There's So Much More In TV Times Part 14: Parky's Perfect Dinner Party


Imagine, if you will, a time when Peter Davison was a widely-loved television star who, in spite of the occasional bit of wishy-washy fence sitting that even in its full context hardly adopts an actual tangible position, was generally seen as being on the right side of right-on and an overall likeable and decent person.

Well, that was approximately four days ago. Cast your mind back, though, to a time before people who don't even sodding watch Doctor Who decided to take a tabloid's word over his, and him out of The Terror Of The Vervoids tried to score a few cheap points and somehow still managed to come off worse. Yes, it's time to travel forwards to the late eighties, a time of huge change for TV Times. There was now an extra commercial channel, outraging the tabloids with Keith Allen swearing at a polish cartoon or something. Home video was luring viewers away from good clean World In Action and The Fear, except for when it wasn't and something about Video Nasties. And throughout it all, Brucie kept on putting on that comedy oversized chef's hat and making something out of 'leftovers', only on slightly better quality paper.


Something that had most definitely not improved with the passage of time was the quality of readers' letters. Here we can see a thoroughly pointless missive from someone who felt sufficiently impressed by a character from The Bill behaving like a character from The Bill to write in to TV Times to congratulate the programme makers on this bold artistic decision. And that's not the last we'll be hearing from Sun Hill's finest, but moving on...


Full-paged posed photos doubling up as putative 'posters' for the terminally barking mad with no discernible sense of design aesthetic were all the rage around TV Times Towers in the eighties, it seems. In the ludicrously small boxout bit that nobody ever read, Gary Wilmot - who, it's staggering to recall, was all over ITV at the time - reveals that he took time out from impersonating whoever it was he did impersonations of to indulge in a spot of proto-green Save The Trees rabble-rousing; something that, much like Timmy Mallett's denunciation of Apartheid for the benefit of Wide Awake Club viewers, suspiciously never seems to get mentioned whenever the ha ha you big rubbish what were we thinking sneering boots up again. He also seems to be wary of the imminent arrival of Ben Kingsley, Clown Union. This is followed by Matthew Kelly making with the ha ha ha hee hee hee's and 'Gnome - For A Laugh!' puns as he introduces us to his good friend Grimble Grumble. There's probably a perfectly sane and rational explanation. If there is, though, it isn't in the boxout.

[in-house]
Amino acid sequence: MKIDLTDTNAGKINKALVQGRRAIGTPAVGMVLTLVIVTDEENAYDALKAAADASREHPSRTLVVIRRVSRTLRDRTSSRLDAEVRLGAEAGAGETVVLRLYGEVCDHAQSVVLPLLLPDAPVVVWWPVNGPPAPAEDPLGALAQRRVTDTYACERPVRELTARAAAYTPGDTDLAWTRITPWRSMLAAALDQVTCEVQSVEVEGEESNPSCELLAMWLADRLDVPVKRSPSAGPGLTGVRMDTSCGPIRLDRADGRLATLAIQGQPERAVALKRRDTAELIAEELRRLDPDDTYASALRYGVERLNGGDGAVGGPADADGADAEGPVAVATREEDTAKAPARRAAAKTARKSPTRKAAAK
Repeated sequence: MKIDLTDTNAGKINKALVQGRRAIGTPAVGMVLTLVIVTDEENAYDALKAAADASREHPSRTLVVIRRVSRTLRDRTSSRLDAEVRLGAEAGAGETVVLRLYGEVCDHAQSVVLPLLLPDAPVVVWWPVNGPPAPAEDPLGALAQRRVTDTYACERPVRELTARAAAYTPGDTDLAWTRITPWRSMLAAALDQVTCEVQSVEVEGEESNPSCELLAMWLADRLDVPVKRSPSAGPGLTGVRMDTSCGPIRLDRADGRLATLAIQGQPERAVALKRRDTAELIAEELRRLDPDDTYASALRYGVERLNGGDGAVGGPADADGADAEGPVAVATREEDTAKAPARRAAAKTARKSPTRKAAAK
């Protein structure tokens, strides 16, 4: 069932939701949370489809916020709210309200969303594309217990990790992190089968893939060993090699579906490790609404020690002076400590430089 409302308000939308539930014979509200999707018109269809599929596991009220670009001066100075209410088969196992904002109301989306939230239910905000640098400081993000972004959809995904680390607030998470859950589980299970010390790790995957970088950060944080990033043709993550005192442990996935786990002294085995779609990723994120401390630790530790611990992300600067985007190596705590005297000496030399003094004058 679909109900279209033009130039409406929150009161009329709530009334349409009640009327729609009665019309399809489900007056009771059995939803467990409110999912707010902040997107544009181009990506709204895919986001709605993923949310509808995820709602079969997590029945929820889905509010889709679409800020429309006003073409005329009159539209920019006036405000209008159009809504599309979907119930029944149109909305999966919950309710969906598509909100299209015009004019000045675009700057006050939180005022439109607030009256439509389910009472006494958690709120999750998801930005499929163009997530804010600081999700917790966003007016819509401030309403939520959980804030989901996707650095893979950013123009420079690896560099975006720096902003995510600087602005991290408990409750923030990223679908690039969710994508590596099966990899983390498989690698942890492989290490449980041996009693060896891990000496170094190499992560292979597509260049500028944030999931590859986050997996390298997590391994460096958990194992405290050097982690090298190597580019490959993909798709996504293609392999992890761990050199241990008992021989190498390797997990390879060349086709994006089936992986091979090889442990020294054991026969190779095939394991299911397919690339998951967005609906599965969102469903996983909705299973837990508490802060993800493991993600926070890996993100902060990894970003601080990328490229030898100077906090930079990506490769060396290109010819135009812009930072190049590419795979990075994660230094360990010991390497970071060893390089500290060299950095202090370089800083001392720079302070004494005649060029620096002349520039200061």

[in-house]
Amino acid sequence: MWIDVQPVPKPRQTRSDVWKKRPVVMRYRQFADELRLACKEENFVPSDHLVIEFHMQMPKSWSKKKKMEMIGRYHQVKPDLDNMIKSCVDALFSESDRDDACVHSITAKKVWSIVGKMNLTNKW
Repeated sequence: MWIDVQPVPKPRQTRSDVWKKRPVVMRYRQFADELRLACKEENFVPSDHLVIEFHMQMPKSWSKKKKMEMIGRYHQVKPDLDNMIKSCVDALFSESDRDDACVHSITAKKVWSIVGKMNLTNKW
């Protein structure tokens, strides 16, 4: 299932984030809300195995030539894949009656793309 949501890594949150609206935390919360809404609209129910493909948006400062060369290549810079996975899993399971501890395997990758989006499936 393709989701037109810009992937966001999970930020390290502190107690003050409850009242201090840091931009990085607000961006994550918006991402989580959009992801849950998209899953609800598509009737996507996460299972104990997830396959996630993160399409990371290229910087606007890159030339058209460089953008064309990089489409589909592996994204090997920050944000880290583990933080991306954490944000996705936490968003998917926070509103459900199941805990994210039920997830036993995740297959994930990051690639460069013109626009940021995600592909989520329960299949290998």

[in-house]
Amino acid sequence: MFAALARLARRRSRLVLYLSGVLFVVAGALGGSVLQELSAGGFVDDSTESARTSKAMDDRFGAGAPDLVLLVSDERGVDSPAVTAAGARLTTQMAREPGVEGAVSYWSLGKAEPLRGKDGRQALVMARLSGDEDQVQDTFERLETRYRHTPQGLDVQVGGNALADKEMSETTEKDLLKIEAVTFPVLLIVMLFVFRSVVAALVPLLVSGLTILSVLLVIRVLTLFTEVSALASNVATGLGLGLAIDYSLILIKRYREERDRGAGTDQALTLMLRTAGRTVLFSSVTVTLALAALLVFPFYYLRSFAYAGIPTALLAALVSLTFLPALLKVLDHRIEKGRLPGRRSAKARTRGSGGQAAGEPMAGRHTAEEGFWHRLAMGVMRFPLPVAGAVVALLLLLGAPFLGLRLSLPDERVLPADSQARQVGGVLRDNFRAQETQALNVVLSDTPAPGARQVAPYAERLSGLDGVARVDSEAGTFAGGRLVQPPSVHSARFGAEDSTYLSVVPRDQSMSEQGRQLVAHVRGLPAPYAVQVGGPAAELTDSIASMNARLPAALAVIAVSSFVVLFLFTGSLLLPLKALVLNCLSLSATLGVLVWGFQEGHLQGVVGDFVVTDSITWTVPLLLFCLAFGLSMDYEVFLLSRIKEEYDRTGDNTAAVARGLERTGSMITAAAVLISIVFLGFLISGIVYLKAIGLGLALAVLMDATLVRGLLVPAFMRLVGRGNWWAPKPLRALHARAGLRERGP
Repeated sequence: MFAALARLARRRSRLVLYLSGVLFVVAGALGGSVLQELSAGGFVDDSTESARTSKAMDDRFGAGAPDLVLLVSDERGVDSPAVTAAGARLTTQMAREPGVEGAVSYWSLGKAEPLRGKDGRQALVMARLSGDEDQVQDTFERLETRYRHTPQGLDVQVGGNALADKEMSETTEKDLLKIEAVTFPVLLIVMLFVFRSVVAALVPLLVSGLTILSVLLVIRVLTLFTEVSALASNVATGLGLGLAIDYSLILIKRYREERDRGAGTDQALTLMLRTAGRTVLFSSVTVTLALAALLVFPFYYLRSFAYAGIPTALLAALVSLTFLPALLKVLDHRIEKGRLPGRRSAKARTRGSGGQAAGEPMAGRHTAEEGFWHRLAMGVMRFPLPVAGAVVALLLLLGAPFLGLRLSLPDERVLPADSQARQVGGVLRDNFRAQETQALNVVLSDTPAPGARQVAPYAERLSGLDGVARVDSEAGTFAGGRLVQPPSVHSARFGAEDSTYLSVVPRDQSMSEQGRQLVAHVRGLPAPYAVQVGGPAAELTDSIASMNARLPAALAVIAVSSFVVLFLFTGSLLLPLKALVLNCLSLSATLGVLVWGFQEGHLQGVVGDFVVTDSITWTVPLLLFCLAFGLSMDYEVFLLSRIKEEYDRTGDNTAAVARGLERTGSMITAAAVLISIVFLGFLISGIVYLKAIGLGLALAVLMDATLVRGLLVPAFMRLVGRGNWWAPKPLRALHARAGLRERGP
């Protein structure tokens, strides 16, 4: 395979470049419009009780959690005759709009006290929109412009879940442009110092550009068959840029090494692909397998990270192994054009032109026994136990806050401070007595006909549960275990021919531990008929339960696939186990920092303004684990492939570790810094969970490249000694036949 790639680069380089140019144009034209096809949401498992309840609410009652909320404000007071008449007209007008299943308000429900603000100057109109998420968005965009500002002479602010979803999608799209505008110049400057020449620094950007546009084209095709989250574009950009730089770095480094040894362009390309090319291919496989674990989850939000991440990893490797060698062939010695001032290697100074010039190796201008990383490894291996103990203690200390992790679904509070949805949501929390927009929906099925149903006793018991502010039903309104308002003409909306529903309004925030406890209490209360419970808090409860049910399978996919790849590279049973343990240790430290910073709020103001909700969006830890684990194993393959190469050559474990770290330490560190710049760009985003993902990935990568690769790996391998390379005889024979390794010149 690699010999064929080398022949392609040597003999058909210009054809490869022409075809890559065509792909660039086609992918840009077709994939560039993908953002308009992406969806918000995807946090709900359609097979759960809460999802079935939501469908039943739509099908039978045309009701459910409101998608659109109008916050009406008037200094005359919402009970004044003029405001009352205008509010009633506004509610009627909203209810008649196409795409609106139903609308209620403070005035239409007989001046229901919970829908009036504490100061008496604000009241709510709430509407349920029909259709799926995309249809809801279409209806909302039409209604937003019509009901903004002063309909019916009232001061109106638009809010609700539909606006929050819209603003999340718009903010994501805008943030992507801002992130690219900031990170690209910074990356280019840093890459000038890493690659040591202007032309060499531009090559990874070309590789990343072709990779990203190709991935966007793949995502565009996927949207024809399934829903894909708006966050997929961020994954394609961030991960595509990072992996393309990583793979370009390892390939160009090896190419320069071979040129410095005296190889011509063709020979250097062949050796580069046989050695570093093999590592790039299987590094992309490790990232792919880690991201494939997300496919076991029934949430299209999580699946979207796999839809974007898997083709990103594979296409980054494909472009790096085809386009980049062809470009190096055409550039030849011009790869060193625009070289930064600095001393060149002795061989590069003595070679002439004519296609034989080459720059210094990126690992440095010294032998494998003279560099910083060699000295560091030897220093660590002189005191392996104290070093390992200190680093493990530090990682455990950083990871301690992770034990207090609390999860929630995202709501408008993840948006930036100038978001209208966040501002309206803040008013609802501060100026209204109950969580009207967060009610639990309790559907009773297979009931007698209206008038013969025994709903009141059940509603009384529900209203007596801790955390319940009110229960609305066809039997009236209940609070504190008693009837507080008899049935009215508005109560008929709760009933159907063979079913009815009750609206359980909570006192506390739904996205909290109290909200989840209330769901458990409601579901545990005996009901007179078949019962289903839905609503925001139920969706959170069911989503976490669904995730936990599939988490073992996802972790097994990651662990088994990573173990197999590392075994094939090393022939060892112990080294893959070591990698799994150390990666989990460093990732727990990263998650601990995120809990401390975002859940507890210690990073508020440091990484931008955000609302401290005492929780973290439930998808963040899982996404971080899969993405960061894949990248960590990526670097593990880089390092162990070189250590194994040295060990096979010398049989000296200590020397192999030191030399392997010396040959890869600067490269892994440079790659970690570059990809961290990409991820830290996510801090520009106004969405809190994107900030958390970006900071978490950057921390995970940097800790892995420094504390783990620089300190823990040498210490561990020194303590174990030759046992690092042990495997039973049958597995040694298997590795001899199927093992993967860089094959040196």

TV-am's top 'Girls Who Get Britain Up In The Morning' as the tabloids always had it Ulrika Jonsson and Lorraine Kelly kick off the 1990 FIFA World Cup with a bit of posed punch-up hilarity - hardly the most appropriate of analogies at a time when football was desperately trying to restore its yob-tarnished image - in honour of their home nations' imminent Group C clash, in an issue of TV Times that mysteriously 'disappeared' into a million teenage boys' bedrooms the second that that week's Friday Night viewing was over.